THE SECOND, potentially more serious conflict arises for serving politicians. When lucrative post-political positions are in the offing (Blair is reportedly being paid over 500,000 pounds a year for his services), politicians might modify their behavior with an eye to future employment prospects.
In December 2007 the British government appointed Goldman Sachs, the giant American investment bank, to find a buyer for the ailing British bank Northern Rock. No doubt due process was followed, but when the criteria used to select among tenders potentially extends to include employment possibilities, perverse incentives arise. This is not to impugn anyone, but to admit that the probability of malfeasance is significantly strengthened when it becomes usual for politicians to seek positions in the private sector.
Arrayed against these arguments are three stale points. First, politicians are poorly paid compared to corporate directors, and their recent opportunism is at least understandable. Second, politicians are able people who should be able to make contributions beyond the confines of public office. Finally, it is unfair to hold politicians to such a high moral standard. To the contrary:
The career of politics grants a feeling of power. The knowledge of influencing men, of participating in power over them, and above all, the feeling of holding in one’s hands a nerve fiber of historically important events can elevate the professional politician above everyday routine even when he is placed in formally modest positions.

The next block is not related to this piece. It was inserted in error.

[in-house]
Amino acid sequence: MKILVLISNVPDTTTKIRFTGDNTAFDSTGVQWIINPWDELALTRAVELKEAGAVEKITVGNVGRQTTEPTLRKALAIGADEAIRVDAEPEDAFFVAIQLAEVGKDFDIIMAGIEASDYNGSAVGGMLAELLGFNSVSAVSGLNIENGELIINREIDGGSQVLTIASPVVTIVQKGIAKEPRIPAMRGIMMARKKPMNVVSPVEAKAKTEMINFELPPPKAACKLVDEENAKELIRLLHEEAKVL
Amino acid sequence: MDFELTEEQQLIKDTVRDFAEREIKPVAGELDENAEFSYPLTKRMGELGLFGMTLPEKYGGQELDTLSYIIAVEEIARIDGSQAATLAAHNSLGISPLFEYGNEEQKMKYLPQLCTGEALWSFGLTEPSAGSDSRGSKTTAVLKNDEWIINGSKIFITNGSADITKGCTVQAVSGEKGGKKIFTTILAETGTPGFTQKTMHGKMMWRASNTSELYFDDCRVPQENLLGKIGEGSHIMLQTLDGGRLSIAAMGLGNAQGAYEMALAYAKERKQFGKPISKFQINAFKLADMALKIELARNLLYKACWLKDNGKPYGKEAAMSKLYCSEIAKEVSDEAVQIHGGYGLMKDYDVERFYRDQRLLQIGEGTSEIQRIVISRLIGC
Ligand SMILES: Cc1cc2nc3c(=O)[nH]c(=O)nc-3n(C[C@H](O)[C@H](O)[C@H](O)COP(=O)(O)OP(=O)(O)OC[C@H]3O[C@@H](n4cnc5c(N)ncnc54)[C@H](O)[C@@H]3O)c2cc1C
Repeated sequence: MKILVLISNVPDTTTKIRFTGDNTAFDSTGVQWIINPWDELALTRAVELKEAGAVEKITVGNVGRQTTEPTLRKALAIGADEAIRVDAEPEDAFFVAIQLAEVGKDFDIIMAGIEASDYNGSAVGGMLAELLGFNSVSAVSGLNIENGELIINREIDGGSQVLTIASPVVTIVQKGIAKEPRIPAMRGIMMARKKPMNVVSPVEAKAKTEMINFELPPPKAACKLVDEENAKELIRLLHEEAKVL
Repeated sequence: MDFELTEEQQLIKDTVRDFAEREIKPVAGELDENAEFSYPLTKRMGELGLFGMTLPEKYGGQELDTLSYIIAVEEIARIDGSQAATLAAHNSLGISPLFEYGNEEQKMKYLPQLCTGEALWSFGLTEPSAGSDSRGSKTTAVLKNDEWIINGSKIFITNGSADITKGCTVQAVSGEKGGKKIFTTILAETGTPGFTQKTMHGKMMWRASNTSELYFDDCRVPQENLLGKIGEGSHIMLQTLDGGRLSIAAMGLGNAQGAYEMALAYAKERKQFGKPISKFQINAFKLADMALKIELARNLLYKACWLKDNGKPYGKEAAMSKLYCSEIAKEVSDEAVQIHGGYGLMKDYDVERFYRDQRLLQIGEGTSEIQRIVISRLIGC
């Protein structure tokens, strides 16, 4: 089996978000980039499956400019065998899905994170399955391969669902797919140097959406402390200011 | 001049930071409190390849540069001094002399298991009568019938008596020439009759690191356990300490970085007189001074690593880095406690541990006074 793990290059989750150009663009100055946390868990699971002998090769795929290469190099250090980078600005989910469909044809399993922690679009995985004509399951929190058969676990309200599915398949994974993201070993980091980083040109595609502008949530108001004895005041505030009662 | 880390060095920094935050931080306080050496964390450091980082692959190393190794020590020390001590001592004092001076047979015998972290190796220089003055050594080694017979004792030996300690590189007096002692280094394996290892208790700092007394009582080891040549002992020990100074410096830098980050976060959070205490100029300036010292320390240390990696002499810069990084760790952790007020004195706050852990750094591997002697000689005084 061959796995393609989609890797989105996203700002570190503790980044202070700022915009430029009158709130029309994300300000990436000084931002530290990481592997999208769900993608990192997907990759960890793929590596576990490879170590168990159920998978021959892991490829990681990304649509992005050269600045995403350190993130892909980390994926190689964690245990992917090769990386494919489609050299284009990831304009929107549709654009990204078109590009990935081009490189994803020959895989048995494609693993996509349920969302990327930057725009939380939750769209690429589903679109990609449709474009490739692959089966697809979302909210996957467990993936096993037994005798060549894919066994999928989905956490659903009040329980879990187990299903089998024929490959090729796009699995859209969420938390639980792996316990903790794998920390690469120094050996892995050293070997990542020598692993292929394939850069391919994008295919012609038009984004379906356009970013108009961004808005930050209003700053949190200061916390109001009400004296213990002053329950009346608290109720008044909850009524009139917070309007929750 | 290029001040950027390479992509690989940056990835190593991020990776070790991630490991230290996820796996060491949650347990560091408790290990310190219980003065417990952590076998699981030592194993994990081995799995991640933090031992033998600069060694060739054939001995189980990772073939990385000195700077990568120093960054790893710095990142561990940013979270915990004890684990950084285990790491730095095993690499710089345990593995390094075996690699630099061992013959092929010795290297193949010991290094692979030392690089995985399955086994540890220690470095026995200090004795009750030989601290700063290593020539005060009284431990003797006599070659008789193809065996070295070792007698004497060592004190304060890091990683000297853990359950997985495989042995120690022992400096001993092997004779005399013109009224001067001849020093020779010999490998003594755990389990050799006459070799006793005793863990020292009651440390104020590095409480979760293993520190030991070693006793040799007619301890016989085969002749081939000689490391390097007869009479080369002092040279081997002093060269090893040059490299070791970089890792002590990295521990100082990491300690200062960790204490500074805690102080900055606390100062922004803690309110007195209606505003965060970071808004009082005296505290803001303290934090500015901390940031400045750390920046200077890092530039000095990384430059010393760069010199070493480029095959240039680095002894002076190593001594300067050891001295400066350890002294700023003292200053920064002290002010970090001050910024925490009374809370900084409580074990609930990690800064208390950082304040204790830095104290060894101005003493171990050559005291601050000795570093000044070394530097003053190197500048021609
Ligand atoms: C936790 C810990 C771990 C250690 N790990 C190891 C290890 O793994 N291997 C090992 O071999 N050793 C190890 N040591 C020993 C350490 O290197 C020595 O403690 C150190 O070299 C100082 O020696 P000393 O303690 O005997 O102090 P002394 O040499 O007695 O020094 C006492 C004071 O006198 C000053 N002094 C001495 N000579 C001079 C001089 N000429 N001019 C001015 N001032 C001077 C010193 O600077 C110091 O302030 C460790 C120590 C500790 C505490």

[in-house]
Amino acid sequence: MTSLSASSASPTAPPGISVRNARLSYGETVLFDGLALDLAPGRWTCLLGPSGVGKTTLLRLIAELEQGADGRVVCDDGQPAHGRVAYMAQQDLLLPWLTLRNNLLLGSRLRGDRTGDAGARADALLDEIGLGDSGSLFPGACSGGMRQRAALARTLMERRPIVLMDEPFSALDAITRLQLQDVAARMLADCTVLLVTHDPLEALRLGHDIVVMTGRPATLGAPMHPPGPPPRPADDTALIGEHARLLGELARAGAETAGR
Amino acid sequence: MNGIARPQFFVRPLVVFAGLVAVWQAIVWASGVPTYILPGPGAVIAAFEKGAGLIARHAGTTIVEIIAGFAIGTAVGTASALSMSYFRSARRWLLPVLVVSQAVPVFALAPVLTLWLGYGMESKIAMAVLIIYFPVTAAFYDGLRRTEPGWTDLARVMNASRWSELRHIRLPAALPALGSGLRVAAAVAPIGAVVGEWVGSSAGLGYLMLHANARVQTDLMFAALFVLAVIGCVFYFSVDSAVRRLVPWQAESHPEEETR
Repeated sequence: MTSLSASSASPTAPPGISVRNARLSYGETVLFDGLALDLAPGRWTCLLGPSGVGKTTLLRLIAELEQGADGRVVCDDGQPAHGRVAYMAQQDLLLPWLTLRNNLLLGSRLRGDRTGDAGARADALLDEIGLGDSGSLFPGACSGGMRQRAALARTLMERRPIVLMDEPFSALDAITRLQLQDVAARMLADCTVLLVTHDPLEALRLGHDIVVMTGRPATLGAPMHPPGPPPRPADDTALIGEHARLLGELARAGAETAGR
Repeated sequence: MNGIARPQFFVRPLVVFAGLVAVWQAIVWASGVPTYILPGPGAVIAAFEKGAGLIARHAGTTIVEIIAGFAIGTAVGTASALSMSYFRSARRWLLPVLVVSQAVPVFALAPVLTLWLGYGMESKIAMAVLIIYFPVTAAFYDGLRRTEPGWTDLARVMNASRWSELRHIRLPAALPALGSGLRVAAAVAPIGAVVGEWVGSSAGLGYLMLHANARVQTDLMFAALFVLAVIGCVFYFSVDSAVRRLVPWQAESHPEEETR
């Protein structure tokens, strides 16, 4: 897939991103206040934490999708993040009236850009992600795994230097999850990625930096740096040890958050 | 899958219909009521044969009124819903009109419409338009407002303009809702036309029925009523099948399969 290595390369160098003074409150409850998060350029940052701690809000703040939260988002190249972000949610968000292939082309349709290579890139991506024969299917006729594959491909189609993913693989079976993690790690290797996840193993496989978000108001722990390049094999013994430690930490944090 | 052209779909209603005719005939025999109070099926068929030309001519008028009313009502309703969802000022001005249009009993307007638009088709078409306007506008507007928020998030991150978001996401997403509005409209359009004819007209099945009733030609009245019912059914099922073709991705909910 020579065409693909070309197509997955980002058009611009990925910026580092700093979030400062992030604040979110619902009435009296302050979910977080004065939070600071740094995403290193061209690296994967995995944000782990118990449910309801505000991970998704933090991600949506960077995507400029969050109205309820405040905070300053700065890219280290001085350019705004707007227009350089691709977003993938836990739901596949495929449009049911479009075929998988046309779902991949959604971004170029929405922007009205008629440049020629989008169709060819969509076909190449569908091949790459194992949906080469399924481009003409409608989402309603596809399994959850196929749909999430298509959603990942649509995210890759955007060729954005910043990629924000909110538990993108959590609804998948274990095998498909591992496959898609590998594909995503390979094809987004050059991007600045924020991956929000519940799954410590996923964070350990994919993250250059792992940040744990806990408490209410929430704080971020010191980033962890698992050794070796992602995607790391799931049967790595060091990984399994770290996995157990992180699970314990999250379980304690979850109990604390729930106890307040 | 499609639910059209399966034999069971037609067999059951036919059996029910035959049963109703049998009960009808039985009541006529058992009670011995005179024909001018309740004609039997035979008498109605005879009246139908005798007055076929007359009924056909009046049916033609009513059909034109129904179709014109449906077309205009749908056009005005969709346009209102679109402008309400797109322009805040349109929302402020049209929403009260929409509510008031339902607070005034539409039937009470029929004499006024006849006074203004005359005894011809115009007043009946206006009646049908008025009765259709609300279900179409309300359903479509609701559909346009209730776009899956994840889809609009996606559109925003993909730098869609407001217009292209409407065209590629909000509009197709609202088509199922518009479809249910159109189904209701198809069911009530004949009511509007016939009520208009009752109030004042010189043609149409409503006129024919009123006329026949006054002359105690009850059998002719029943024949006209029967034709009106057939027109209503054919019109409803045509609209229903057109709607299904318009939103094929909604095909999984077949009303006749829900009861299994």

The analogy of politics to private management is unwise, unhelpful, and unoriginal. What Max Weber said above, in his famous 1919 lecture, Politics as Vocation, is still true today. Yet this is often unappreciated.
James Bryce observed in 1888, in the American Commonwealth, that “politics has now become a gainful profession, like stock broking, the dry goods trade, and the getting up of companies.” Even if this remains the perception of many, it is not accurate. A minor politician’s vote can wield more power over his citizens’ affairs than the highest-paid corporate manager, who will be lucky to be a footnote of a footnote in history.
Besides power, perks and privilege, politicians in office are kept in high style. And on the question of salary, they are paid about three times the median wage of their electors. Contemporary politicians do very well compared to their predecessors. British parliamentarians did not receive any salary before 1911, at which time British Prime Minister David Lloyd George stressed that newly instituted public support would in no way “be a recognition of the magnitude of the service.”